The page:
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Ofsted admits rape row school errors

Source BBC News@

Stanbridge Earls SchoolAn education tribunal raised "grave concerns" about safeguarding at Stanbridge Earls School in January

Schools watchdog Ofsted has admitted failings in its inspections at a Hampshire school criticised for its handling of a pupil's rape claim.

An education tribunal raised "grave concerns" about safeguarding at Stanbridge Earls in January.

Three Ofsted inspections failed to get "underneath concerns", an internal review has concluded.

The chief inspector of schools, Sir Michael Wilshaw, has apologised and stressed changes are being implemented.

The tribunal found the school, which caters for pupils aged 10 to 19 with special educational needs, had failed to protect the "vulnerable" pupil, who claimed she had been raped twice by other students.

It also found the school to have discriminated against the pupil, who cannot be identified for legal reasons, by excluding her following the allegation.

'Acknowledge mistakes'

Three subsequent Ofsted inspections revealed serious concerns about safeguarding, with the government demanding improvements.

Last month it was announced the school would close, with a Surrey-based charity taking it over and running a new school on the Romsey site.

Speaking in response to the review into Ofsted's actions, Sir Michael said: "Inspection is part of the safety net designed to protect children from harm and it is clear from our review... that our inspections should have got underneath what was happening sooner.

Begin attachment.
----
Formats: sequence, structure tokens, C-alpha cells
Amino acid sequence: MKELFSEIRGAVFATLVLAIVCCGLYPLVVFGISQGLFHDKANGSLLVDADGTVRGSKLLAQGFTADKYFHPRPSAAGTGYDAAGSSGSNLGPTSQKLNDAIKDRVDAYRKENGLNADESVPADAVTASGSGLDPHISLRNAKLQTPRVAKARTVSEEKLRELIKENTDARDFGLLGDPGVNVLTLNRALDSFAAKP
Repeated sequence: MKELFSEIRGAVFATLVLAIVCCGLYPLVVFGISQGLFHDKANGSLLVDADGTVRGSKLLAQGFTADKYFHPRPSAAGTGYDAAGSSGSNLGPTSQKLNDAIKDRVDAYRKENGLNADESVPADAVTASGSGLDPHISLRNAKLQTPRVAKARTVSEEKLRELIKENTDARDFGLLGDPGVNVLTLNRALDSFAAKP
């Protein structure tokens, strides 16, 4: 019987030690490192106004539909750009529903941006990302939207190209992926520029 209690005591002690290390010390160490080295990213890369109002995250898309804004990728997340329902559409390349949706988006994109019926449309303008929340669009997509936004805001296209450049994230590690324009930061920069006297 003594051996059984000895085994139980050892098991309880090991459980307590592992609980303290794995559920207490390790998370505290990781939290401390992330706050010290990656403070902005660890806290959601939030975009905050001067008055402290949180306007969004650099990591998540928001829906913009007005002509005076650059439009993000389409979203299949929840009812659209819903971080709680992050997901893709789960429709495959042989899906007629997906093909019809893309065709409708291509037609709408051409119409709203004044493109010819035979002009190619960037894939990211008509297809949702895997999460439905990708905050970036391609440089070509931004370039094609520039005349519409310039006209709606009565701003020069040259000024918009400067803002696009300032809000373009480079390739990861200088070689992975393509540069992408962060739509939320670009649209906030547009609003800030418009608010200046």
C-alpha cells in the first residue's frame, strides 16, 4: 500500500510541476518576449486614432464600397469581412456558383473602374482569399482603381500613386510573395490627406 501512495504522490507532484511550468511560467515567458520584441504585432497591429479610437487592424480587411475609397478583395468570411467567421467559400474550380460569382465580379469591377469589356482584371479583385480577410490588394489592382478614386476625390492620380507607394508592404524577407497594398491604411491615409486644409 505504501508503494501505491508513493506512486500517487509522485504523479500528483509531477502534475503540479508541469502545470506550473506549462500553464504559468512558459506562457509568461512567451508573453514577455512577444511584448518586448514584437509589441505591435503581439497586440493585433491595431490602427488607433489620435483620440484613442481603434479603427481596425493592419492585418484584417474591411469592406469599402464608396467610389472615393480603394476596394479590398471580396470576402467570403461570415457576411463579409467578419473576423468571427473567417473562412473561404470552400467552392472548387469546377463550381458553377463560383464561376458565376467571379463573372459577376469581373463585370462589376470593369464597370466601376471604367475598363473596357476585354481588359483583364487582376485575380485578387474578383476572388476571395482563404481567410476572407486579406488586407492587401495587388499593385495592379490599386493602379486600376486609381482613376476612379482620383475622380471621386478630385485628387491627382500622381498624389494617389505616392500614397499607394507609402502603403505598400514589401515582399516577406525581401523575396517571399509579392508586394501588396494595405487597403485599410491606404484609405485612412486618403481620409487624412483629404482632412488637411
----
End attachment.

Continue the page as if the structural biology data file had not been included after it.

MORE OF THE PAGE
"We offer our sincerest apologies to the parents and children who have been affected.

"We cannot turn back the clock on what has happened at Stanbridge Earls School, but our actions show that when we get it wrong, we acknowledge our mistakes, take decisive action, and ensure that we use the learning to improve."

The inquiry did not find "widespread failings" but did reveal "weaknesses" in Ofsted's monitoring of residential special schools.

The watchdog said from 1 January all inspection work would be managed in eight regions overseen by regional directors.

It has also improved existing technology to ensure inspectors have better access to the full history of concerns at a school.

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